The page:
The Iron Lady


 

The Iron Lady

Meryl Streep suddenly notices that Jim Broadbent’s deoderant isn’t what it could be.

(2011) Biodrama (Weinstein) Meryl Streep, Jim Broadbent, Alexandra Roach, Harry Lloyd, Olivia Colman, Nicholas Farrell, Roger Allam, Anthony Head, Richard E. Grant, Susan Brown, Julian Wadham, Pip Torrens, Nick Dunning, David Westhead, Amanda Root. Directed by Phyllida Lloyd

 

Few political figures of the late 20th century are as polarizing as Margaret Thatcher. Conservatives revere her for her fiscal frugality and willingness to go to war to protect British soil; liberals despise her for…well, pretty much the same things. By all accounts her personality was forceful and charismatic; she had a will of steel that bent to nothing and nobody, and when she set her sights on something, she inevitably would achieve it.

Her biopic starts with Thatcher (Streep) long retired from politics, wandering into a corner grocer for a pint of milk. She goes unrecognized by the other patrons of the shop; she grouses about the price of milk as any other consumer might. When she gets home, there is consternation; apparently she wasn’t supposed to wander off by herself and nobody knew where she was.

It turns out that Mrs. Thatcher has a touch of dementia. For one thing, she’s speaking with her husband Denis (Broadbent) – even though he’s been dead and gone for five years. Her daughter Carol (Colman) is urging her mother to clean out her father’s things from the closet. It’s long overdue for her to say goodbye. So she begins the heart-wrenching task of going through her late husband’s things, some of which send her on trips down memory lane – what we film  freaks like to call “flashbacks.”

We meet Margaret (Roach) as a young woman, a grocer’s daughter as London is enduring the Blitz. She’s plucky (some might say foolish) enough to run upstairs during a bombing to cover the butter. She idolizes her father who has some ultimately unfulfilled political aspirations. She develops some of her own, although getting into the male-dominated Tory party and winning a seat in the House of Commons proves challenging. She also meets young businessman Denis Thatcher (Lloyd) who proposes marriage which she accepts.

She eventually wins through and earns the respect of some of her peers for her strength of character and intelligence. She is mentored by Airey Neave (Fellows), a savvy politician who is later assassinated by the IRA. This is partially responsible for her lifelong hatred of terrorism and her refusal to give into it. She continues to rise in the party until she arrives as Prime Minister, a position she will be elected to for three terms and the only female to date elected to the position.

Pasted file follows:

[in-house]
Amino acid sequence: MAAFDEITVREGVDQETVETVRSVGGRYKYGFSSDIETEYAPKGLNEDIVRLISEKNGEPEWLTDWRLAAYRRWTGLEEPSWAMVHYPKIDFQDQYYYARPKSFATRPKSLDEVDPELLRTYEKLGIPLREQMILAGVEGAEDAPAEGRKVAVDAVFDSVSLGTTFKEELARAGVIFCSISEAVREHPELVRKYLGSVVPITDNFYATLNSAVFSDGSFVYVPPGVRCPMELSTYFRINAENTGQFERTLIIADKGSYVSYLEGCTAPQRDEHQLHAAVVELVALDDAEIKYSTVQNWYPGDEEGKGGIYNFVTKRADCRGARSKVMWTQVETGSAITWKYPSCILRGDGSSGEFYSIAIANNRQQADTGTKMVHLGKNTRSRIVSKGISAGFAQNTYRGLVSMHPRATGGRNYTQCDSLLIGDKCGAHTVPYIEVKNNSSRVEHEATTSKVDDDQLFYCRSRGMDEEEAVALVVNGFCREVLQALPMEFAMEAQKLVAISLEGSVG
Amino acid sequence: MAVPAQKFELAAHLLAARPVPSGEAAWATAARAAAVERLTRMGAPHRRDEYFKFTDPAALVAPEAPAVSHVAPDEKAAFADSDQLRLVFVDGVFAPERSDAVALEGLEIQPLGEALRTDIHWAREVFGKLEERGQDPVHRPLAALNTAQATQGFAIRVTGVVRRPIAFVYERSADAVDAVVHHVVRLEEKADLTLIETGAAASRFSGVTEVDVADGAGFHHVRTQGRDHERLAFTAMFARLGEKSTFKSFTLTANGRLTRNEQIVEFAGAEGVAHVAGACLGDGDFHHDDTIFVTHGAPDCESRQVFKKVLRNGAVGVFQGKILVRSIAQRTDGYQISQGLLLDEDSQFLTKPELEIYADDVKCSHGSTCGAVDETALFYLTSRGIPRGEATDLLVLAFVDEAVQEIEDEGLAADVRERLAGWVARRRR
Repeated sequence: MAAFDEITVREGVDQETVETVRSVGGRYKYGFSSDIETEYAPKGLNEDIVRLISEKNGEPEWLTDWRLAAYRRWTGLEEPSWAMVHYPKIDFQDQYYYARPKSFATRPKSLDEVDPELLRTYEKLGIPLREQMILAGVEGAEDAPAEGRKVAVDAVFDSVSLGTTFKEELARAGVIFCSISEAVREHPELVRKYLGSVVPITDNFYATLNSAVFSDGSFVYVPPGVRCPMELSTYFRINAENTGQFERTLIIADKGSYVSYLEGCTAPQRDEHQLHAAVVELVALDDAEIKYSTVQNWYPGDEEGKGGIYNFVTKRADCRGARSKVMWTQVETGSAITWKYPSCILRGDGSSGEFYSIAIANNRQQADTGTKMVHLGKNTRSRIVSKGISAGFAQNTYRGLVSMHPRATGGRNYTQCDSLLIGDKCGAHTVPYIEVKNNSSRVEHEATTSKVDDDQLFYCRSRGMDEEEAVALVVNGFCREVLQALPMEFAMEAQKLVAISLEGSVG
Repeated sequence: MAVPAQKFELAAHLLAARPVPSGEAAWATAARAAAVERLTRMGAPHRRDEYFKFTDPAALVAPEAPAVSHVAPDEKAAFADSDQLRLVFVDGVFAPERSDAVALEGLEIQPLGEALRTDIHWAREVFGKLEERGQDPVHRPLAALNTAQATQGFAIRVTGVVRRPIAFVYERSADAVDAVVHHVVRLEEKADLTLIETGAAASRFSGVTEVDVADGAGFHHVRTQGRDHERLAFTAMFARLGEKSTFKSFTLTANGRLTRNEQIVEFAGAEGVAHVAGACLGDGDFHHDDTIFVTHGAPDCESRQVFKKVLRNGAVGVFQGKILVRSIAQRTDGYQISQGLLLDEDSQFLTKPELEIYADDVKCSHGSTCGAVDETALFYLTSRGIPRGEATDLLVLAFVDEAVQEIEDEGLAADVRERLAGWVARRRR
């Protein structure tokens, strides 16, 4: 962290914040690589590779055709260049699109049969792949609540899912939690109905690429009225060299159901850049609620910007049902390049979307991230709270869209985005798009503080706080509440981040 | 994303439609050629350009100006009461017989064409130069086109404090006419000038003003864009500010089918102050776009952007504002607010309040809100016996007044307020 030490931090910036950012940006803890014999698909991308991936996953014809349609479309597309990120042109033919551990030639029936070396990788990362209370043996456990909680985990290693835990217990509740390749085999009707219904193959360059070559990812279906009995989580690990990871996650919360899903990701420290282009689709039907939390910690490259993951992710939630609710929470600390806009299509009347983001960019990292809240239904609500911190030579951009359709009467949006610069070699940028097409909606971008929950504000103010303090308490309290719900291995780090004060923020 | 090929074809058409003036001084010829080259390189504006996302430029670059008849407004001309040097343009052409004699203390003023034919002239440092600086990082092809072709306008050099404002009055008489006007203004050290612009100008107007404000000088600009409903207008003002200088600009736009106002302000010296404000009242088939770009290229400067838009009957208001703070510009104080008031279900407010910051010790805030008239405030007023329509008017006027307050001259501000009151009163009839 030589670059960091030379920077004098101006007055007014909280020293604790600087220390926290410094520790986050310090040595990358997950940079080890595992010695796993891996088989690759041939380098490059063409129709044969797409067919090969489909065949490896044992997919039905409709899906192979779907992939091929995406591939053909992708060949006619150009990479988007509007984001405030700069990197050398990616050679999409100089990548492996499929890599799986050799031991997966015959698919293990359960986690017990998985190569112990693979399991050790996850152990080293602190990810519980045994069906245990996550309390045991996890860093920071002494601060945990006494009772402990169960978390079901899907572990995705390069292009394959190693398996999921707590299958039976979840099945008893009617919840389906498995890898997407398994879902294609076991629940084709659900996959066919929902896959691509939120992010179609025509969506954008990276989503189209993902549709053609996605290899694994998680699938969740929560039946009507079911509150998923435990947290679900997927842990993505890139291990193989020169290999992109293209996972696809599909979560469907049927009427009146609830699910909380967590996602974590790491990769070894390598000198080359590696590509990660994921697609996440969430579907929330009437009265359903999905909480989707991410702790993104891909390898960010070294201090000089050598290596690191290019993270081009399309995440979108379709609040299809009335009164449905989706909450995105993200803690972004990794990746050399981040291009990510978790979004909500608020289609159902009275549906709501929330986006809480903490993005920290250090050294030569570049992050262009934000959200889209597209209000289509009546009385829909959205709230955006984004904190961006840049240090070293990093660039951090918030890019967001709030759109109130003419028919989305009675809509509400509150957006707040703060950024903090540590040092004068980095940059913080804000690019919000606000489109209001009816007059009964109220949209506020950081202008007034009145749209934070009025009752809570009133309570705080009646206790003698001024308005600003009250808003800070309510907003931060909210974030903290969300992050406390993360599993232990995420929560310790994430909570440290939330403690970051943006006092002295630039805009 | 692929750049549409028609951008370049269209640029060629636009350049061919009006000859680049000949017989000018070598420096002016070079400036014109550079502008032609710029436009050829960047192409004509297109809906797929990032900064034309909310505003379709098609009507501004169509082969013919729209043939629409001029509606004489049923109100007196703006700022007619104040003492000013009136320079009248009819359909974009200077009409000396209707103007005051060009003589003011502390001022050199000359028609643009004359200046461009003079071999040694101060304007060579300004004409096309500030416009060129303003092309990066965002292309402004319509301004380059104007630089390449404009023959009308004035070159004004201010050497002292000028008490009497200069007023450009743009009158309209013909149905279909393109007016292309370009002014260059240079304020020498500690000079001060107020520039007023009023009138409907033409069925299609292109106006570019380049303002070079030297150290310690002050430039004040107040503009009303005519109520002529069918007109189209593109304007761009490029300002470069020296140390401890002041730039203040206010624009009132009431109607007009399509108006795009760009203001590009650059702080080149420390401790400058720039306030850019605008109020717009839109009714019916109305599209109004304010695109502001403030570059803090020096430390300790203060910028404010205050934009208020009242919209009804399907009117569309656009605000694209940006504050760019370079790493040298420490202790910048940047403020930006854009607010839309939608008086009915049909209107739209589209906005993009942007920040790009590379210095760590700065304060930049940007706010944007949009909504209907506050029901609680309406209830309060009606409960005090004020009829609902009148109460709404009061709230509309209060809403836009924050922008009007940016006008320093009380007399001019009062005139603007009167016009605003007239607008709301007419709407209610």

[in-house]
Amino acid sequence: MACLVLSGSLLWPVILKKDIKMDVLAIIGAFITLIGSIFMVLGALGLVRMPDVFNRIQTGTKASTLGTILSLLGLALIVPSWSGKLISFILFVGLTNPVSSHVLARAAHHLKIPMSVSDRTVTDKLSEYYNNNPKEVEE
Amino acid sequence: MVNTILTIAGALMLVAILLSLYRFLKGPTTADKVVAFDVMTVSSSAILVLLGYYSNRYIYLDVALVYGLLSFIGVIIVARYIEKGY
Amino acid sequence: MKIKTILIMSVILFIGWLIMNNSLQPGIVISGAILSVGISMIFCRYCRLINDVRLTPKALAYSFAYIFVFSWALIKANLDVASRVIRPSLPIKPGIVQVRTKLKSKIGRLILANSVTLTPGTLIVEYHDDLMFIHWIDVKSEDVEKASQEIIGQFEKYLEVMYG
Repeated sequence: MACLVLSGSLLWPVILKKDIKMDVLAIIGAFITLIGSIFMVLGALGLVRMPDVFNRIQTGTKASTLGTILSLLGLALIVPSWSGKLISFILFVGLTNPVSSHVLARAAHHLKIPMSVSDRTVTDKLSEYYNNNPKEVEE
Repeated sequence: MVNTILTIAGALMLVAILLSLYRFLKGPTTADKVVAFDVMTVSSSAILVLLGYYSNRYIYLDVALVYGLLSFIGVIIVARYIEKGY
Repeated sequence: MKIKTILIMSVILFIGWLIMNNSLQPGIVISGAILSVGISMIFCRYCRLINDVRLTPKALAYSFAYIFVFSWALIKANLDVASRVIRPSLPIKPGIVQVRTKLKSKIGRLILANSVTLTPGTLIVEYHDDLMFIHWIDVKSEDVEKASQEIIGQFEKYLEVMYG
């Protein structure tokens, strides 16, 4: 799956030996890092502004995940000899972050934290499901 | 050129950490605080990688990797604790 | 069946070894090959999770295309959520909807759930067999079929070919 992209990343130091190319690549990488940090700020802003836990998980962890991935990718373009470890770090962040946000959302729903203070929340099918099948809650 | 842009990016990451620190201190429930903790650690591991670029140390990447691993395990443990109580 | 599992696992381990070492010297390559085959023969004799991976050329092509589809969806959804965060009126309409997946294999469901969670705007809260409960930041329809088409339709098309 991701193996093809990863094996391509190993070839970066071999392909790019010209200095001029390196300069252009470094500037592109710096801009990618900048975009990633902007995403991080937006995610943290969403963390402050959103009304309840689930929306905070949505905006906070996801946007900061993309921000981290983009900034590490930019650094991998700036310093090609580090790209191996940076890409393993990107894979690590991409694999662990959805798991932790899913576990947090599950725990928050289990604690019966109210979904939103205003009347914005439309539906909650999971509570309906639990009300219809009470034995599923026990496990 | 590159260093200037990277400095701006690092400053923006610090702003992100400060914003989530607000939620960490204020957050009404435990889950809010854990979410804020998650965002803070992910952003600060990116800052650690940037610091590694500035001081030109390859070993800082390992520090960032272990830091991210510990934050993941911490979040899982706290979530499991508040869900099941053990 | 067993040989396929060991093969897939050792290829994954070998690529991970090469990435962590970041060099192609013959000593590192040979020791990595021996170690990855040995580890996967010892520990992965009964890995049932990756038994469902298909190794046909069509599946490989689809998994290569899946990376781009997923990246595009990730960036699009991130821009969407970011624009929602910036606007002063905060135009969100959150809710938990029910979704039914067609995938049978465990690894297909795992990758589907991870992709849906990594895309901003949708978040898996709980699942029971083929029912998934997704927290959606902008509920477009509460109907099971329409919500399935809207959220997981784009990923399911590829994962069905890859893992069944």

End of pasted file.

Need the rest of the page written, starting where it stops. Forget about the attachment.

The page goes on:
But the movie doesn’t really focus on her political career, although it is necessarily a part of her story. Nor does it take a position pro or con regarding her politics. Director Lloyd and screenwriter Abi Morgan take great pains to remain neutral; somehow I suspect that they admired the woman but not her policies.

The attraction here is Streep. She deservedly won the Oscar earlier this year for her performance which is quite frankly one of the finest of her illustrious career. She captures the nuances of Thatcher’s mannerisms, yes – but so could any mimic. What she does that makes her performance scintillating is capture the essence of her character, from the force of nature presence as a world leader to a confused and sometimes frustrated old woman who no longer commands power or respect.

It is the latter aspect that conservatives have railed against this film for. Thatcher has largely stayed out of the public eye for the past 25 years since her somewhat painful ouster which apparently angered her greatly. There has been some speculation that she, like her good friend Ronald Reagan, might be the victim of Alzheimer’s Disease – which quite frankly is just that. I personally think it takes just as much courage to take on the ravages of old age as it does a hostile Labour party.

The movie overall doesn’t match Streep’s performance, sadly. Although Broadbent does a good job in his role, most of the other performances are lost and quite frankly I had a difficult time telling the players apart. There is a lot of archival footage to help tell Thatcher’s tale but at the end of the day it is Streep who’s remarkable Oscar-winning performance elevates this movie above a Biography channel piece and gives life to Thatcher, something that the rest of the movie failed to do.

WHY RENT THIS: Streep’s justifiable Oscar-winning performance. Interesting story-telling style.

WHY RENT SOMETHING ELSE: Lacks insight into her political decisions and glosses over her more controversial policies.

FAMILY VALUES:  There are some images of violence as well as brief nudity.

TRIVIAL PURSUIT: The film won both of the Oscars it was nominated for (the other being Best Make-Up), a rare feat that had previously been accomplished by Ed Wood.

NOTABLE HOME VIDEO EXTRAS: While mostly the standard promotional stuff, there is a pretty decent featurette on the role the real Denis Thatcher played in her life.

BOX OFFICE PERFORMANCE: $114.9M on an unreported production budget; the movie was likely a box office hit.

COMPARISON SHOPPING: Nixon

FINAL RATING: 7/10

NEXT: Multiple Sarcasms

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